Published: 23rd September 2020
How Anushka Kelkar's Instagram page will help you love your body just the way you are
Struggling to feel proud and positive about the way you look but also sick and tired of hating your body? Photographer Anushka Kelkar believes there's a middle ground. Check it out
Sita wakes up every morning and looks at herself in the mirror, contorting her face in displeasure — yesterday it was because of the pimples on her face, today it’s the extra pinch of flab sitting flush on her waist. Even though she’s following all the right pages and has read everything motivational about body positivity, she still feels ashamed of the way she looks. Sita is you, me and even the uber-confident girl you’re envious of because you think that she's flawless.
Scouring Instagram on a rather disheartening day looking for pages promoting body positivity, I stumbled upon @browngirlgazin and the posts were a comforting hodgepodge of emboldening photos of women in their true skin and some thought-provoking content. I knew right then that I had to reach out to the founder of the page, Anushka Kelkar, to learn about her initiative Brown Girl Gazing that provides a safe space to unlearn shame and redefine beauty. She tells us how it all began in 2017, “At the time, I was living in a girls’ hostel in Delhi. Observing the women I was living with, I wondered what the world would look like if women were less ashamed of their bodies.”
All hail brownness! | Photo: Brown Girl Gazing
Started as a photo project by this 24-year-old photographer, as she continued her research into women and their relationships with their bodies, she felt that this had evolved into a community-building project, “A much larger movement about asking women to reclaim their bodies, almost. It’s not about loving their bodies, it is about talking about their bodies and their relationship with it — the good and the bad,” explains Anushka who understands that the subject is extremely intimate. Through this page, that seems more like a collective space, she amplifies other artists who are doing interesting work in this area but don't have the kind of audience they deserve.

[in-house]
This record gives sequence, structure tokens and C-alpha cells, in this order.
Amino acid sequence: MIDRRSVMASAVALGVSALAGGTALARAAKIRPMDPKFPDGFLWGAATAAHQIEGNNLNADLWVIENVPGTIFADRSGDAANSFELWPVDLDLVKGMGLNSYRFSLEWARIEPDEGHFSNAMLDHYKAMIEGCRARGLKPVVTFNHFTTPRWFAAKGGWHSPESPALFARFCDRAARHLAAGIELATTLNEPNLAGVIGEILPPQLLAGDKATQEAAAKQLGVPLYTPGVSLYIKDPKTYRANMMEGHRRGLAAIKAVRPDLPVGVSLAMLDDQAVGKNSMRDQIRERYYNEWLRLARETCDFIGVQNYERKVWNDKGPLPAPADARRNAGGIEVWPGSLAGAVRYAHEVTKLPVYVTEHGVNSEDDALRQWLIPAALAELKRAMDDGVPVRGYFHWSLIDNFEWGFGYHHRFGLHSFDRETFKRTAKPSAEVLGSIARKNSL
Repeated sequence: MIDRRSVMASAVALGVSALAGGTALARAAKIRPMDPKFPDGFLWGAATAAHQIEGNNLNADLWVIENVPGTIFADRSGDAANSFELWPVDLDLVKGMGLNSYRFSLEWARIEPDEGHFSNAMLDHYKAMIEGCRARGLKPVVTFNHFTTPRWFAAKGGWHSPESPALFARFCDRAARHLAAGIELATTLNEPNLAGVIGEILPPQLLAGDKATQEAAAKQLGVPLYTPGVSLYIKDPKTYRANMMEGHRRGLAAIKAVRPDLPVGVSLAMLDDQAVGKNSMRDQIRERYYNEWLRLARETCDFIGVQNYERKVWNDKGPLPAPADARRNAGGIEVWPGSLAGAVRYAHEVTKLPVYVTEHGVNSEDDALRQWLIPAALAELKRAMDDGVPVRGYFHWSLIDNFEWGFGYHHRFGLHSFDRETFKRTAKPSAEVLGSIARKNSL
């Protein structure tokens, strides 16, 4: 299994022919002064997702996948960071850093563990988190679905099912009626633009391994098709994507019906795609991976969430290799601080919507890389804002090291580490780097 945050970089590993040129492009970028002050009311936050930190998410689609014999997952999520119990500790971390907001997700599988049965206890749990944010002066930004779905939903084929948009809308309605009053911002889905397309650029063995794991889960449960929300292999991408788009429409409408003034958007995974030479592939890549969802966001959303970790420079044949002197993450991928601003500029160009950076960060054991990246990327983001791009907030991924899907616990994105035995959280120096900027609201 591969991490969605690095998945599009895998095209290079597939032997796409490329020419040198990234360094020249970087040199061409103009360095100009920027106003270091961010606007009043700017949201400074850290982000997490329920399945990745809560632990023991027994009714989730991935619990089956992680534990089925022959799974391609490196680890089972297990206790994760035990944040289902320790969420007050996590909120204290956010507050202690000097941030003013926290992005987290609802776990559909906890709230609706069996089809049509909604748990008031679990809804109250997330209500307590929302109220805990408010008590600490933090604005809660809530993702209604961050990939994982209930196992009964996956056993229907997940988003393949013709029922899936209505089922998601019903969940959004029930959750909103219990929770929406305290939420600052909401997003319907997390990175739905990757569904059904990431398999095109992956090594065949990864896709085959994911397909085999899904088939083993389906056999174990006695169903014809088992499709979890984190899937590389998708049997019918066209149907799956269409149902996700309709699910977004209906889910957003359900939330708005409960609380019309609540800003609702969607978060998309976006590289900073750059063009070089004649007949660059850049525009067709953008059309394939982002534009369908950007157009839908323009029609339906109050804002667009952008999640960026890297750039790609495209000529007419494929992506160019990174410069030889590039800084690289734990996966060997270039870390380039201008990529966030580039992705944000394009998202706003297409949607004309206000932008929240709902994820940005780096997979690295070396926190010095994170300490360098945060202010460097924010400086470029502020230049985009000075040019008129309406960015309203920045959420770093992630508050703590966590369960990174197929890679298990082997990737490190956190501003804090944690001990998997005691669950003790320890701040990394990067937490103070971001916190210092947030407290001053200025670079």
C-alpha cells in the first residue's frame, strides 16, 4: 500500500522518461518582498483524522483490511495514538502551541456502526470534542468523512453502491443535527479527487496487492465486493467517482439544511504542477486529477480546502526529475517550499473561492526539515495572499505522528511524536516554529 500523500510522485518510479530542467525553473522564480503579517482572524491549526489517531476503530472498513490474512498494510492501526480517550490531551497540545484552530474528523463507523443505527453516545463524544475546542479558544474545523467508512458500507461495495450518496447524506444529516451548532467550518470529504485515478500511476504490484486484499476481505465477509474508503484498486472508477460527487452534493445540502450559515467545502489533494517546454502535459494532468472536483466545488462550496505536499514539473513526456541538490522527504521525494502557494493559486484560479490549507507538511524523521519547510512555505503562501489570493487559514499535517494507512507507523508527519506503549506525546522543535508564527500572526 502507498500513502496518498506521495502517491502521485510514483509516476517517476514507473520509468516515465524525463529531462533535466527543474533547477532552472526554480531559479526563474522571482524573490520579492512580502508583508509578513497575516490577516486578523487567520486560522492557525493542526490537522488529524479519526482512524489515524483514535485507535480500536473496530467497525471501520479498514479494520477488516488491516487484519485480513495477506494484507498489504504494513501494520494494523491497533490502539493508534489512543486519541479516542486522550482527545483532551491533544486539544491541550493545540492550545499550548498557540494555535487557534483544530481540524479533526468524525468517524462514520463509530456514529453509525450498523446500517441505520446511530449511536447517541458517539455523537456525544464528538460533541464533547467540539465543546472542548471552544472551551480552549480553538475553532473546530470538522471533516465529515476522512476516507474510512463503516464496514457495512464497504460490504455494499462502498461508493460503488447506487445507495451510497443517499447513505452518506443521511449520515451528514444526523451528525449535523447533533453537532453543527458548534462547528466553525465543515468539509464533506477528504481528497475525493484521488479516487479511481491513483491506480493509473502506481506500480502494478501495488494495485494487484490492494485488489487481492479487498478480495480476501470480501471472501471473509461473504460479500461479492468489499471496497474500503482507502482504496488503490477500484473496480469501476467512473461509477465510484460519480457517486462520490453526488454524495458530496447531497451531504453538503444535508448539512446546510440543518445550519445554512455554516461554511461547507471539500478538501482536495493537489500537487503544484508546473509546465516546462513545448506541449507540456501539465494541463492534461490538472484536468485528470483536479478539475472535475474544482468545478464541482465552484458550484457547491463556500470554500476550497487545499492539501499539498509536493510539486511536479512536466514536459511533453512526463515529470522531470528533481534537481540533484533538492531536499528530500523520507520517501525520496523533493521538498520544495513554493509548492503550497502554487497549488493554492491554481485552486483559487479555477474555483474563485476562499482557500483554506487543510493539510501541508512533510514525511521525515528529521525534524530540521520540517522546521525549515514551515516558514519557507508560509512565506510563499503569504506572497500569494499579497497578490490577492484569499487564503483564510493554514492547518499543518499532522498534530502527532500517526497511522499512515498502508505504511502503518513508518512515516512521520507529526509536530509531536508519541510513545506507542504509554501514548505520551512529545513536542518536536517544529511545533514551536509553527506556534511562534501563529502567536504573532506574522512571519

Here's Anushka in conversation with us:
When I call what she’s advocating body positivity, she offers a different (and, I must add, refreshing) perspective. “While body positivity is part of a larger movement, with the Indian community, I don’t think positivity is necessarily achievable immediately. Women are constantly under pressure to be and look a certain way — be thinner, be less talkative, be more talkative, take up less space, take up more space. So, we are either pressured to conform to these norms or wholly accept our bodies as is,” begins Anushka, “But not being pressured into loving your body is as important as not hating your body. Somewhere, there is a middle ground. This is called the body neutrality movement.” Now that definitely sounds more doable.
This was one of her posts that gained a lot of traction | Photo: Brown Girl Gazing